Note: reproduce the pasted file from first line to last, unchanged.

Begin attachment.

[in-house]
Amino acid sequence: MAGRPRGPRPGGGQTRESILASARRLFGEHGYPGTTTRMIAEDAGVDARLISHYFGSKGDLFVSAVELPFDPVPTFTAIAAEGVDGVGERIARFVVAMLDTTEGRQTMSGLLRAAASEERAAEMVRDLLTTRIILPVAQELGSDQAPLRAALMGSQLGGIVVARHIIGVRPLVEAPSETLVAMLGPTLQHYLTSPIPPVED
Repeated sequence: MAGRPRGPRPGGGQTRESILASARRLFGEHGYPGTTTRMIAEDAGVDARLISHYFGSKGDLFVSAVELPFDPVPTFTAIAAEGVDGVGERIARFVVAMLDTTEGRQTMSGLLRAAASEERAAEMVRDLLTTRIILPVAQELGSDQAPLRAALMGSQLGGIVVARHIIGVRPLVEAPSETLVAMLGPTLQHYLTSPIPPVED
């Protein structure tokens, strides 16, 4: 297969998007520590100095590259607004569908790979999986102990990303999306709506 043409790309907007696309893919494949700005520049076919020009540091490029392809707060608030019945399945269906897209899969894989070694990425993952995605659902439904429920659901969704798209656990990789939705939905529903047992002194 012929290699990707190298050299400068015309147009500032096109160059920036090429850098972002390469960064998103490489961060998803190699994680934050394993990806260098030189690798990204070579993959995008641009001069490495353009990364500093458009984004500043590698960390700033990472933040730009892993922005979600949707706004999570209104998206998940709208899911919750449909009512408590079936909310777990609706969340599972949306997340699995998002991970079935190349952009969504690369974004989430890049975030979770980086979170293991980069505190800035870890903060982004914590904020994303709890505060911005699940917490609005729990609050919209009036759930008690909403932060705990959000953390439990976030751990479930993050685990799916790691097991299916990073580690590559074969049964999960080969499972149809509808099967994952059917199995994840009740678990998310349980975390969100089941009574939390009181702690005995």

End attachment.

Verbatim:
[in-house]
Amino acid sequence: MAGRPRGPRPGGGQTRESILASARRLFGEHGYPGTTTRMIAEDAGVDARLISHYFGSKGDLFVSAVELPFDPVPTFTAIAAEGVDGVGERIARFVVAMLDTTEGRQTMSGLLRAAASEERAAEMVRDLLTTRIILPVAQELGSDQAPLRAALMGSQLGGIVVARHIIGVRPLVEAPSETLVAMLGPTLQHYLTSPIPPVED
Repeated sequence: MAGRPRGPRPGGGQTRESILASARRLFGEHGYPGTTTRMIAEDAGVDARLISHYFGSKGDLFVSAVELPFDPVPTFTAIAAEGVDGVGERIARFVVAMLDTTEGRQTMSGLLRAAASEERAAEMVRDLLTTRIILPVAQELGSDQAPLRAALMGSQLGGIVVARHIIGVRPLVEAPSETLVAMLGPTLQHYLTSPIPPVED
């Protein structure tokens, strides 16, 4: 297969998007520590100095590259607004569908790979999986102990990303999306709506 043409790309907007696309893919494949700005520049076919020009540091490029392809707060608030019945399945269906897209899969894989070694990425993952995605659902439904429920659901969704798209656990990789939705939905529903047992002194 012929290699990707190298050299400068015309147009500032096109160059920036090429850098972002390469960064998103490489961060998803190699994680934050394993990806260098030189690798990204070579993959995008641009001069490495353009990364500093458009984004500043590698960390700033990472933040730009892993922005979600949707706004999570209104998206998940709208899911919750449909009512408590079936909310777990609706969340599972949306997340699995998002991970079935190349952009969504690369974004989430890049975030979770980086979170293991980069505190800035870890903060982004914590904020994303709890505060911005699940917490609005729990609050919209009036759930008690909403932060705990959000953390439990976030751990479930993050685990799916790691097991299916990073580690590559074969049964999960080969499972149809509808099967994952059917199995994840009740678990998310349980975390969100089941009574939390009181702690005995």